Since the 2011 closure of the national bookstore chain, Borders, the future of retail bookstores looked grim. The competitive world of online book sales and e-readers have forced bookstores to adapt.
Third House Books and Coffee, 113 N Main St., is one such independent bookstore in Gainesville planning on further changes.
The store strives to keep the downtown culture alive with its curation of books from local, LGBTQ, feminist and minority authors.
But the price of running a bookstore that generates income primarily off of new, marginalized books presents both personal and financial challenges.
“I’ve been working 80 hours a week with this and a second job,” owner Heather Halak said.
Former co-owner Kiren Valjee launched the business in October 2016. For more than two years, he worked two server jobs in addition to managing the store. Even then, Valjee and then co-owner Halak frequently ask their families for financial support to break even every month.
“Originally it was Kiren by himself working six days a week, and I think that led to the burnout,” Halak said. Valjee’s last day was March 31. Halak is in the process of buying his share of the store.
Halak suffers from an autoimmune disorder and said it’s unrealistic to work six days a week herself.
“I wanna be able to give this my all, and I think in order to have a healthy business you need to be a healthy person,” she said.
While Book Gallery West— another independent Gainesville bookstore — relies on sales of its collection of about 20,000 used books and gift items to make a profit, Third House Books and Coffee mostly depends on their selection of new, hand-picked books.
A rent increase in November strained Halak to keep the doors when the owner of the building, Holy Trinity Episcopal Church, raised the monthly rate by 30% to $951. The store created a GoFundMe page to sustain itself. It raised $2,319, which Halak said helped. And yet, to keep the core business model of selling marginalized voices and new books — and make it profitable — Halak plans to introduce some updates to the store.
Previously, the store stayed open for six days a week. Halak now operates the store five days a week, from Wednesday to Sunday. With Mondays and Tuesdays off, Halak will have time to rest and search for new book releases on Tuesdays, when most books are released.
As a second cost-savings effort, Halak plans to eliminate the “coffee” aspect of Third House Books and Coffee. Halak said the drinks take up too much time and inventory.
“Books have about a 40% profit margin, and any money we make goes back into books,” Halak said, rather than pumping money into coffee items.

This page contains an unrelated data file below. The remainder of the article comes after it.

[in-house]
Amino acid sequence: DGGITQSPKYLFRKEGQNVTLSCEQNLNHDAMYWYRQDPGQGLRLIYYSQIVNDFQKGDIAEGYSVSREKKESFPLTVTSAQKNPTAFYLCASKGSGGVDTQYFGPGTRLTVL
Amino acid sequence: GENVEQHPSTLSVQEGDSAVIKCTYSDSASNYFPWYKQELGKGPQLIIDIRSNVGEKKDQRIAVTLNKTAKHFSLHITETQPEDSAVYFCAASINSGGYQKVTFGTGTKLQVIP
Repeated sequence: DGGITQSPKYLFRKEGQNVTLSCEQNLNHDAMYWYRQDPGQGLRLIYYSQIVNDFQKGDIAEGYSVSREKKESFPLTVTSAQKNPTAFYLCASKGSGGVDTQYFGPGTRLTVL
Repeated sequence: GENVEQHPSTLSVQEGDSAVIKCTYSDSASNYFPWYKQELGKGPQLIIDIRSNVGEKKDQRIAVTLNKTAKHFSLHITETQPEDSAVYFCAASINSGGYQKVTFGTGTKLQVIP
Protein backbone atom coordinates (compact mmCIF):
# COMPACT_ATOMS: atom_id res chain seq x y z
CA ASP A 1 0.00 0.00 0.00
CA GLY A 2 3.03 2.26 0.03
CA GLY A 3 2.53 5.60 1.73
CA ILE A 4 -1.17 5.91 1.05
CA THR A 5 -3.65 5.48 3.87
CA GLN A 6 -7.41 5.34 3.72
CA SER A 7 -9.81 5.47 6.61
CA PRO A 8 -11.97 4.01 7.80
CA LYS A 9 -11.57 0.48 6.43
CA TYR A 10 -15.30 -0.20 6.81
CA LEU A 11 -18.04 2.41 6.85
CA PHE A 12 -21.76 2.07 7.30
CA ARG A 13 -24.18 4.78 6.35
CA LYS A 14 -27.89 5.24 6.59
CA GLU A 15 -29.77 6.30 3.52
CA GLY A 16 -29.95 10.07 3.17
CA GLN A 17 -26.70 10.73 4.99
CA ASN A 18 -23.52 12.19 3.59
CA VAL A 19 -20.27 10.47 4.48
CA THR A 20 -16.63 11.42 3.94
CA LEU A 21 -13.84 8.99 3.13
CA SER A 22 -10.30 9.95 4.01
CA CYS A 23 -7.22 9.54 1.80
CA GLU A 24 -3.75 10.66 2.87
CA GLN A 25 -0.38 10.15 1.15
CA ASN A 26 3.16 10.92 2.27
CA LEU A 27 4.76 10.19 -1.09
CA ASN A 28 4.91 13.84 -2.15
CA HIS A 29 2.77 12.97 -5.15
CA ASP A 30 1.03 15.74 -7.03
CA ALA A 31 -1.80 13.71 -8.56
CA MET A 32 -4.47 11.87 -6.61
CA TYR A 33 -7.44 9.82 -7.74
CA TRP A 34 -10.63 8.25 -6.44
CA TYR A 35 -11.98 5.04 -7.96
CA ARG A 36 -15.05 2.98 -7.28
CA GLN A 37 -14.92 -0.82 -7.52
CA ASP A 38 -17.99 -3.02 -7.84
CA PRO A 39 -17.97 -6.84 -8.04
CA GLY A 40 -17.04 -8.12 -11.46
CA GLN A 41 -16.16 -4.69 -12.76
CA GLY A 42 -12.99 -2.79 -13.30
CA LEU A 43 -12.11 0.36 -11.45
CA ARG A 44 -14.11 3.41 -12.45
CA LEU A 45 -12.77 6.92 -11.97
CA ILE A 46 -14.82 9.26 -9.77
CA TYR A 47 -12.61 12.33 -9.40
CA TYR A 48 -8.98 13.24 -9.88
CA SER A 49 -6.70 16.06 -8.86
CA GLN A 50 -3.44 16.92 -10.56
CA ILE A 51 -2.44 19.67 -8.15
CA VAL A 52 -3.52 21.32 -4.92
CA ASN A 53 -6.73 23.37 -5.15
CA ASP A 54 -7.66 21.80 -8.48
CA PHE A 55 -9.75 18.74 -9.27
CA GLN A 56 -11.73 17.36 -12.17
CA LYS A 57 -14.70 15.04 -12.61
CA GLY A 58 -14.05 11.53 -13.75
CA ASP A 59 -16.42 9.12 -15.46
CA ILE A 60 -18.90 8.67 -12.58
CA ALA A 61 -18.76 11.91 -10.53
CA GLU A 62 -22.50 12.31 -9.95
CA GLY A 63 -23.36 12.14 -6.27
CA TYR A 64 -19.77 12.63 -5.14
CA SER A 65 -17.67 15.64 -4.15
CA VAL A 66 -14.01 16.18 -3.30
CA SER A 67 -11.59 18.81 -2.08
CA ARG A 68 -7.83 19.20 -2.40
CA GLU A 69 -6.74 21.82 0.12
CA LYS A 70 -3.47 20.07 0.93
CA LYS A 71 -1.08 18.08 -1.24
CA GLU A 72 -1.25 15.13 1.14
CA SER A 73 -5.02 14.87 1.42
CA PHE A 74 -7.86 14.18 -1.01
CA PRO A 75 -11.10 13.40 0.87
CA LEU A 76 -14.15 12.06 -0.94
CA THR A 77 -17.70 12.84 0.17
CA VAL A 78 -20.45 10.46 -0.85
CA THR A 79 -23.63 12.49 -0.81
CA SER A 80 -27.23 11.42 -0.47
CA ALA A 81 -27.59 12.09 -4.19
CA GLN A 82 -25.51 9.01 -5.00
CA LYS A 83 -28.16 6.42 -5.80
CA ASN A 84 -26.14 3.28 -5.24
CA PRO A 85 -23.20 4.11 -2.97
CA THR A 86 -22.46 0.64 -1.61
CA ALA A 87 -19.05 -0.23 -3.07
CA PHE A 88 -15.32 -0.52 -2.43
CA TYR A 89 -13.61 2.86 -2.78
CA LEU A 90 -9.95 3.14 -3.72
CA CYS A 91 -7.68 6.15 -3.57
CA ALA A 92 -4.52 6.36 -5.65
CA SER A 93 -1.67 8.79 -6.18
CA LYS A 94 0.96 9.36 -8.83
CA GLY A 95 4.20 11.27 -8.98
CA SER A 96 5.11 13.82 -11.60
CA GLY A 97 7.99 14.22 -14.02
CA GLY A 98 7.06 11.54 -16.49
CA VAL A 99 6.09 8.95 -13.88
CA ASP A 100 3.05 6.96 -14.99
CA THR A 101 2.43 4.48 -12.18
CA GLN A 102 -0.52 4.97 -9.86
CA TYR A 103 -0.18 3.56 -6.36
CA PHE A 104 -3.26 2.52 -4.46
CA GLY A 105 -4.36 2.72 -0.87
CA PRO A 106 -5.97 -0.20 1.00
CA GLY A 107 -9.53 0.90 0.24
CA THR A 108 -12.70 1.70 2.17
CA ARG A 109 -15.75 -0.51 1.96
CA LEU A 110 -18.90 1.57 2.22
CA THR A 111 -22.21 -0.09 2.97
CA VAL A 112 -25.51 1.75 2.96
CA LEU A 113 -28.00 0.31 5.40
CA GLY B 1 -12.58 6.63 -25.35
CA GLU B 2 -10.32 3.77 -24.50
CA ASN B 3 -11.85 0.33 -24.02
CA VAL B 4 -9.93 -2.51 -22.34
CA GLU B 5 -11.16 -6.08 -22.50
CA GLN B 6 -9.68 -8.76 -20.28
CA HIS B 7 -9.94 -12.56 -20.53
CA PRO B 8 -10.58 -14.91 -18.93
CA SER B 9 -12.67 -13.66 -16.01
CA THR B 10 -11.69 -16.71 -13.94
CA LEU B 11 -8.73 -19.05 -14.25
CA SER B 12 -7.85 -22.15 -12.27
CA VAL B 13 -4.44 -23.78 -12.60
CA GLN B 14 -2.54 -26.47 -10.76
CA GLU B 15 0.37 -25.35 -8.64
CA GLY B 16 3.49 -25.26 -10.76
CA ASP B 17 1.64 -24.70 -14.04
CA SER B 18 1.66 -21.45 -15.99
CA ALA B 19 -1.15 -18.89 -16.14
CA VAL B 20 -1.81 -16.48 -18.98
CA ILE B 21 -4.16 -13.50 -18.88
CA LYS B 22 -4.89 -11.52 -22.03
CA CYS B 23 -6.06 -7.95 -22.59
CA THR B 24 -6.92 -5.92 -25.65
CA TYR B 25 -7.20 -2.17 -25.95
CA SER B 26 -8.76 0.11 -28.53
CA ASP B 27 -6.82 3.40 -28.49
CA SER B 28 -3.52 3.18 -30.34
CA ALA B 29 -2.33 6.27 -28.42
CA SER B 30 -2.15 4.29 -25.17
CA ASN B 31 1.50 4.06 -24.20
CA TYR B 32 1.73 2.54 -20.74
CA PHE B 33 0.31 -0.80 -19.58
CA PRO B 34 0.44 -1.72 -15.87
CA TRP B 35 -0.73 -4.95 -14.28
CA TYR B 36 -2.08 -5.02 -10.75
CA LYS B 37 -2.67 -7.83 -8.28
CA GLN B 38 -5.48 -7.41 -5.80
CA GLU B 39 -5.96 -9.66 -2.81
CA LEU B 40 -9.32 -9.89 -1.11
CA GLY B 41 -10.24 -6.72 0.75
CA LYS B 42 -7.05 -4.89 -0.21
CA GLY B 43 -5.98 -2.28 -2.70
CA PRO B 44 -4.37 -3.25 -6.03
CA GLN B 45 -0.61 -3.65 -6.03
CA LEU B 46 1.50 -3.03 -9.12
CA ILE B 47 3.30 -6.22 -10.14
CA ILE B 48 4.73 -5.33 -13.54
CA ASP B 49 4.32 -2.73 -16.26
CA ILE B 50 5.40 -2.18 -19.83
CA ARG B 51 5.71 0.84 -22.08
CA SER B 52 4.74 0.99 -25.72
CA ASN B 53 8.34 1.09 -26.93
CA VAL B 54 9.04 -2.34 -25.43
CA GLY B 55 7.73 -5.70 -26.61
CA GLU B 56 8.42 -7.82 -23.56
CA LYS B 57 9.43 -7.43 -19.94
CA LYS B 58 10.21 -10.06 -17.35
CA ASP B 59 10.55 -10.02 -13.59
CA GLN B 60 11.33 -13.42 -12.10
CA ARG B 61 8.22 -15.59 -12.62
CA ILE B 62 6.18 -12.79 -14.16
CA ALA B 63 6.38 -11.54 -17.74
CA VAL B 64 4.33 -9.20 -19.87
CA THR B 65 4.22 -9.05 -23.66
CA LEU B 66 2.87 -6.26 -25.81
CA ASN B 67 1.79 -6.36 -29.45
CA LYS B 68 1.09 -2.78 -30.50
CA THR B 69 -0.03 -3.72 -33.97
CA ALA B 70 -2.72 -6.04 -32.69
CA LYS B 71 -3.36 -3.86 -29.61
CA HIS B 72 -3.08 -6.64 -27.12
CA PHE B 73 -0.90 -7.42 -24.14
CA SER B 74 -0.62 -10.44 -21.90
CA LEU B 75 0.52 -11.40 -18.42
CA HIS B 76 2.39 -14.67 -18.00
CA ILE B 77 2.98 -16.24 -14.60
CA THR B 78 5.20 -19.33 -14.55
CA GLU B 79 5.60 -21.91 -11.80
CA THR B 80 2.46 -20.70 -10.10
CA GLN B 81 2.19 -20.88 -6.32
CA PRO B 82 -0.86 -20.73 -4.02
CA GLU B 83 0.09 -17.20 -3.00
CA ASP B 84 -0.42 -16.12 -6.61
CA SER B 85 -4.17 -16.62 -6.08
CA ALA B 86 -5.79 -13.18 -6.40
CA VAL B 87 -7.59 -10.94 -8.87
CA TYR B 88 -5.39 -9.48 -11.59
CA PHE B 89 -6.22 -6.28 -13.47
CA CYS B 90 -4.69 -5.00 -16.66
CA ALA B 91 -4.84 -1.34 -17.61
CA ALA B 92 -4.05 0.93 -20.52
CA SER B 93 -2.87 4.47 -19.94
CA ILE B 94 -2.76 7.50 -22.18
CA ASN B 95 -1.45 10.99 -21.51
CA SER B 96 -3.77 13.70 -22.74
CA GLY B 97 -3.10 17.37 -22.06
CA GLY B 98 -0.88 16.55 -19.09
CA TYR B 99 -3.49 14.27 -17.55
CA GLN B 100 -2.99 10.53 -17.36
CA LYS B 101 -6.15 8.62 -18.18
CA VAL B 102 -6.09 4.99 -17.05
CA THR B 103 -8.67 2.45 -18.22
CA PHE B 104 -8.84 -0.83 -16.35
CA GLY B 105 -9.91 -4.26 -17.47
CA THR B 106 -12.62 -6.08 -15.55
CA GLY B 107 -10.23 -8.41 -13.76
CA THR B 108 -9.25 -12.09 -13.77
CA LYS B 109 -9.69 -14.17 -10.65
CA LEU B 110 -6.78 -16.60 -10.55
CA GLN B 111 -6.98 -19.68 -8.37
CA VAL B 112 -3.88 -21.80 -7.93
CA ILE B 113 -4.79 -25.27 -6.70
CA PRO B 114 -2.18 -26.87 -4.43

Lastly, Halak plans to move to a new location that will offer more foot traffic and parking options.
Halak believes that the culture of the downtown Gainesville community will help Third House survive.
“This is a safe space for a lot of people,” Halak said. “Amazon can’t sell you an experience … There’s a social aspect to a real bookstore.”
Timothy Tia, a 22-year-old UF graduate, has been a customer of Third House since the summer of 2017. The store soon became a social gathering place for Tia and his friends. Tia said he admires the store’s representation of female authors and authors of color.
“This place is like the diner in Seinfeld,” he said. “I think it’s something really special.”
According to American Booksellers Association senior strategy officer Dan Cullen, over the past 10 years, independent bookstores have shown resurgence.
“Nationally, new stores are opening, established stores are finding new owners, and a new generation is coming into the business as both owner/managers and front-line booksellers,” Cullen said via email.
Independent bookstores showed a nearly 5% increase in book sales in 2018, Cullen said.
“All of this is a result of the fact that indie booksellers remain a resilient and entrepreneurial group, and that independent bookstores offer a unique and unparalleled opportunity for the discovery of new authors and great writing,” he said.
Gainesville’s Book Gallery West supports this trend.
“We’ve never worried about going out of business. Our customers are wonderful, and there are so many people in Gainesville who want to read a real book,” owner of Book Gallery West Jan Fronk said.
Tia said he understands it’s not easy to maintain a small business, especially a bookstore. But he believes Third House Books is a crucial part of downtown Gainesville.
“For such a progressive place, there are not as many community spaces as we need,” he said